House Committees Probe NIH Spending on Public Relations

Jocelyn is a staff writer for Science magazine.

In an unusual joint investigation, Republican members of two House of Representatives committees are asking the National Institutes of Health (NIH) for details on how much the $30 billion agency spends on communications and public relations. Some of this money could be cut to help the agency make up for funds lost this year to across-the-board spending cuts, the letter suggests.

Five Republican members of the House Energy and Commerce Committee and two on the House Appropriations subcommittee that oversees NIH's budget wrote NIH Director Francis Collins about the matter on 12 April. Their letter cites a recent editorial in Nature that discusses an investigation by a Washington, D.C.-based newsletter, The Cancer Letter, that found that the National Cancer Institute (NCI) spent $45 million on communications in 2012, almost twice the amount spent by the U.S. Food and Drug Administration. The lawmakers note that Nature suggested that the money could have funded 100 research grants.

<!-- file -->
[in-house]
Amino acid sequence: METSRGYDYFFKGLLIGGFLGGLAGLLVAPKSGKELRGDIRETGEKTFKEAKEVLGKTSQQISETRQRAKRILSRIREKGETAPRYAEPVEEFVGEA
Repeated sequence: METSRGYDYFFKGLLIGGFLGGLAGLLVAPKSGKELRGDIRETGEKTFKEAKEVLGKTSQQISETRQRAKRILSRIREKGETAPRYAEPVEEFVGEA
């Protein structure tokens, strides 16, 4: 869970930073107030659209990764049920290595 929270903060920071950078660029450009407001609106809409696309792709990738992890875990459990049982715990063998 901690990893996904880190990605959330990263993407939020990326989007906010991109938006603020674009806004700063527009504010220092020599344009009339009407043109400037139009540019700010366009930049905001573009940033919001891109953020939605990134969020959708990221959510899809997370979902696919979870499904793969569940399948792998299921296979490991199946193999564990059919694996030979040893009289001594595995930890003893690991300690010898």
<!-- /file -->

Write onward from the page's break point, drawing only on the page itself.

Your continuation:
"Given the need for the NIH to find ways to control spending, our Committees are interested in examining the expenditures … for separate offices of communications or public relations" at NIH's 27 institutes and centers and the NIH director's office, the letter says. It asks NIH to provide budget information and other details about its communications spending from 2010 through 2013 by 25 April.

NCI Director Harold Varmus has been looking at the institute's public relations operations and killed a publication called the NCI Cancer Bulletin in January. An advisory group will report on NCI's overall communications activities in June.

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